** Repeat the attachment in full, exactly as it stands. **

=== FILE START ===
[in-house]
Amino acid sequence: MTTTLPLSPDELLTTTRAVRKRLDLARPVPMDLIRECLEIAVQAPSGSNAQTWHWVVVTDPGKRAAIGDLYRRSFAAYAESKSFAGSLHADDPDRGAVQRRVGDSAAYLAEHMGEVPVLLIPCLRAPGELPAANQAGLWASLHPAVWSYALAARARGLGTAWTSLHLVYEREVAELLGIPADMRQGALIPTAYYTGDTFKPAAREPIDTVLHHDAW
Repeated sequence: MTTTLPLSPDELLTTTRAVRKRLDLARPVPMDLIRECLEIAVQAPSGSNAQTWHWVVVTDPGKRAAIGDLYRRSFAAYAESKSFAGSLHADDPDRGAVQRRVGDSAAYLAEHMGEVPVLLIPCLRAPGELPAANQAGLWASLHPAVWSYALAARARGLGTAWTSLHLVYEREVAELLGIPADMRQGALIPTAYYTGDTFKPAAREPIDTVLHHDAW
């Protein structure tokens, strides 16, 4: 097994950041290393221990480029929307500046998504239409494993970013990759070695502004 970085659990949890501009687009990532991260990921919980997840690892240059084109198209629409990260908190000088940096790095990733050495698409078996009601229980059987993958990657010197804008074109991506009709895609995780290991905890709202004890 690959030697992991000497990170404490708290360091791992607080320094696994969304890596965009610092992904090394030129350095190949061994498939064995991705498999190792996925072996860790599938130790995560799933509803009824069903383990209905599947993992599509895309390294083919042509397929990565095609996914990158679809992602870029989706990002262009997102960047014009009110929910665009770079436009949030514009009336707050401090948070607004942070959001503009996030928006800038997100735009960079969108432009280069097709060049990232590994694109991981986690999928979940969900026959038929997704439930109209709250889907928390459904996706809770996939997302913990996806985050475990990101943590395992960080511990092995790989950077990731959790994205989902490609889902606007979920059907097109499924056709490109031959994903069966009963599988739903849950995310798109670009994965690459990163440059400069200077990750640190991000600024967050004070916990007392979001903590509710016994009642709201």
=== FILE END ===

[in-house]
Amino acid sequence: MTTTLPLSPDELLTTTRAVRKRLDLARPVPMDLIRECLEIAVQAPSGSNAQTWHWVVVTDPGKRAAIGDLYRRSFAAYAESKSFAGSLHADDPDRGAVQRRVGDSAAYLAEHMGEVPVLLIPCLRAPGELPAANQAGLWASLHPAVWSYALAARARGLGTAWTSLHLVYEREVAELLGIPADMRQGALIPTAYYTGDTFKPAAREPIDTVLHHDAW
Repeated sequence: MTTTLPLSPDELLTTTRAVRKRLDLARPVPMDLIRECLEIAVQAPSGSNAQTWHWVVVTDPGKRAAIGDLYRRSFAAYAESKSFAGSLHADDPDRGAVQRRVGDSAAYLAEHMGEVPVLLIPCLRAPGELPAANQAGLWASLHPAVWSYALAARARGLGTAWTSLHLVYEREVAELLGIPADMRQGALIPTAYYTGDTFKPAAREPIDTVLHHDAW
């Protein structure tokens, strides 16, 4: 097994950041290393221990480029929307500046998504239409494993970013990759070695502004 970085659990949890501009687009990532991260990921919980997840690892240059084109198209629409990260908190000088940096790095990733050495698409078996009601229980059987993958990657010197804008074109991506009709895609995780290991905890709202004890 690959030697992991000497990170404490708290360091791992607080320094696994969304890596965009610092992904090394030129350095190949061994498939064995991705498999190792996925072996860790599938130790995560799933509803009824069903383990209905599947993992599509895309390294083919042509397929990565095609996914990158679809992602870029989706990002262009997102960047014009009110929910665009770079436009949030514009009336707050401090948070607004942070959001503009996030928006800038997100735009960079969108432009280069097709060049990232590994694109991981986690999928979940969900026959038929997704439930109209709250889907928390459904996706809770996939997302913990996806985050475990990101943590395992960080511990092995790989950077990731959790994205989902490609889902606007979920059907097109499924056709490109031959994903069966009963599988739903849950995310798109670009994965690459990163440059400069200077990750640190991000600024967050004070916990007392979001903590509710016994009642709201």